If I was asked who in Chiang Mai would get my vote for the most visionary resident of Chiang Mai, my first thought would be Mr Nikhom , proprietor of Chang Peuk Hotel, for it is he who was responsible for this tree planting beside the moat just West of Chang Peuk Gate. Mr Nikom had a vision of the city moat ringed by tall Dipterocarpus alatus trees grown from seed from an ancient tree planted two hundred or so years ago at Wat Chedi Luang.
A similar vision emerged in 2015 when a young team of Chiang Mai folk formed the Meur Yen Meung Yen group and planted a variety of mostly indigenous trees many of which will also grow tall around the moat. All the trees planted were planted as small seedlings up to half a metre in height.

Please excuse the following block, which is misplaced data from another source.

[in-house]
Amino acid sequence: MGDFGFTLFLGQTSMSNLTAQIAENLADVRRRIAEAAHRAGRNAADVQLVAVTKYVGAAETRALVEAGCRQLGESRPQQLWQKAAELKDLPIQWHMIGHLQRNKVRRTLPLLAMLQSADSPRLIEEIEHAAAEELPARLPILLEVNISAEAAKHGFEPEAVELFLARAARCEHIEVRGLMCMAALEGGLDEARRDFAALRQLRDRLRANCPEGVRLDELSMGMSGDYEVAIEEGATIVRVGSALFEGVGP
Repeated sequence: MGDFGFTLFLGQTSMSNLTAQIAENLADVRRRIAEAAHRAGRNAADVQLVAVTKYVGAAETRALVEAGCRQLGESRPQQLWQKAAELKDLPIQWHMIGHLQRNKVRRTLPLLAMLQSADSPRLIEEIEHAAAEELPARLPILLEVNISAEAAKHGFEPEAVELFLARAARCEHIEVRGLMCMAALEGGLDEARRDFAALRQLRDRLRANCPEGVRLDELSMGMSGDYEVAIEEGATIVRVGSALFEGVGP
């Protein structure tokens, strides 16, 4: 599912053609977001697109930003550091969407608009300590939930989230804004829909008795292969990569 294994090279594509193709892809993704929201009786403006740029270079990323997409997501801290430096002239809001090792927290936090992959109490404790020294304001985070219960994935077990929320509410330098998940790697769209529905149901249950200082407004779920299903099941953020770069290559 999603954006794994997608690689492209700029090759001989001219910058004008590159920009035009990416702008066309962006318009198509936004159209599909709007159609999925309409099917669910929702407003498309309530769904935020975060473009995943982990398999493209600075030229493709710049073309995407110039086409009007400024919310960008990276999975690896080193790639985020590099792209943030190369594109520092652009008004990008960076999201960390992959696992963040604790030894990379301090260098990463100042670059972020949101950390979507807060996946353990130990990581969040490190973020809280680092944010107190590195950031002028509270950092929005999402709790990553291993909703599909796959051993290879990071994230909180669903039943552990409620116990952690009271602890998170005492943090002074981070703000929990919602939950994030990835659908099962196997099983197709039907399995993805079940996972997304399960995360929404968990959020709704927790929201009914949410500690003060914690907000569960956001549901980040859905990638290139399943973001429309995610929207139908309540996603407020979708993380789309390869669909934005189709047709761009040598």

Far away to the south one can witness the work of another visionary actor in the form of the Prince Mahidol Hall , home of the Thailand Philharmonic Orchestra at the Salaya campus of Mahidol University in Nakhorn Pathom province.
As this picture show the hall is nicely framed when viewed from a large tree lined reflection pond. Trees are also very much a part of the Mahidol vision with thousands planted along all it’s roads. A noteworthy difference between the recent successful Chiang Mai community plantings and those at Mahidol is that the latter used large tree stock which had been root pruned and heavily staked.
How best can these landscape visions learn from each other to lift urban landscape standards and practices in terms of economy , long term sustainability and beauty ?
What mix of species , of planting techniques and spatial layout should be preferred ?